Anna was 16 years old when she was told she had tuberculosis (TB). Her father, with whom she lived in Karachi, Pakistan, had died a few months earlier of lung disease. The family was told that it was either lung cancer or TB that had not been investigated. Anna, meanwhile, was very ill and severely malnourished.
Anna’s doctors started her on first-line TB treatment. They also performed drug-susceptibility testing to see if she had DR-TB. Indeed, after two months, Anna’s culture showed she was resistant to isoniazid and pyrazinimide, two of the main drugs used in first-line treatment of TB. Anna’s doctors switched her treatment course accordingly.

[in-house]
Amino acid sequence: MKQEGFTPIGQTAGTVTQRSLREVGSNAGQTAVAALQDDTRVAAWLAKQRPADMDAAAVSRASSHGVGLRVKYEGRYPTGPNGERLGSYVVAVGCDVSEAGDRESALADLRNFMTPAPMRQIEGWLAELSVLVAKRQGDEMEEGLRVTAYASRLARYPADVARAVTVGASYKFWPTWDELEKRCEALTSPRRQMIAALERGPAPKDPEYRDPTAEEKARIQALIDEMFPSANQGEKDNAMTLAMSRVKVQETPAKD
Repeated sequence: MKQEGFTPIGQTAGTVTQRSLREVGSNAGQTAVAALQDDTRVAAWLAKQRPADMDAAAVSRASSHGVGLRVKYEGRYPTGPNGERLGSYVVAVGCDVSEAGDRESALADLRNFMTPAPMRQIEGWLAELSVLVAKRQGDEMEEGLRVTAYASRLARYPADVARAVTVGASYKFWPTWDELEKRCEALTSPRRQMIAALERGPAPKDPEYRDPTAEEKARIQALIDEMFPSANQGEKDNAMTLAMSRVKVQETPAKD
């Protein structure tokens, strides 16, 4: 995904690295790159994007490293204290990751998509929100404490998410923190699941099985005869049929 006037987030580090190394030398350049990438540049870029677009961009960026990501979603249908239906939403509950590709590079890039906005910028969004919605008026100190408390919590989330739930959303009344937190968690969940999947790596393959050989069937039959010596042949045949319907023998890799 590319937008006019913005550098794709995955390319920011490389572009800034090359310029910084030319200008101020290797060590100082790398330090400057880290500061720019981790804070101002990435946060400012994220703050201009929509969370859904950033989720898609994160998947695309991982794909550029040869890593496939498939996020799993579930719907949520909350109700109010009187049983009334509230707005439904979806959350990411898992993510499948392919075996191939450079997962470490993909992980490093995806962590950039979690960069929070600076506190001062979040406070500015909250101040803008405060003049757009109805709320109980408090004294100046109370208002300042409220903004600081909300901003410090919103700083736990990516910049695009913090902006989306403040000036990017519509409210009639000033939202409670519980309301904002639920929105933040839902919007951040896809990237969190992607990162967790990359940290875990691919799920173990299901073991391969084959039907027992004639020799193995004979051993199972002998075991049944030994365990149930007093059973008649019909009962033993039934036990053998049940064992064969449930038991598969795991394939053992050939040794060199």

Anna struggled with her DR-TB treatment. Her lungs were already in very poor condition at the start of her treatment, requiring her to have oxygen therapy at home. She hated having to take 11 pills a day, and felt extremely nauseated whenever she ingested the toxic drugs. Anna cried out in pain every time she received the injections that were also part of her treatment.
Anna and her mother also suffered emotionally as a result of her TB and her poor prognosis, despite the help of their treatment supporter. Anna became extremely depressed. She got upset when treated like she had a fatal disease, and irritated when others were concerned that she would pass it onto them. After a month of oxygen therapy, Anna’s doctor informed her that her respiratory distress was worsening, and that the end was near. She lost all hope of getting better. Anna died soon after, leaving her mother devastated.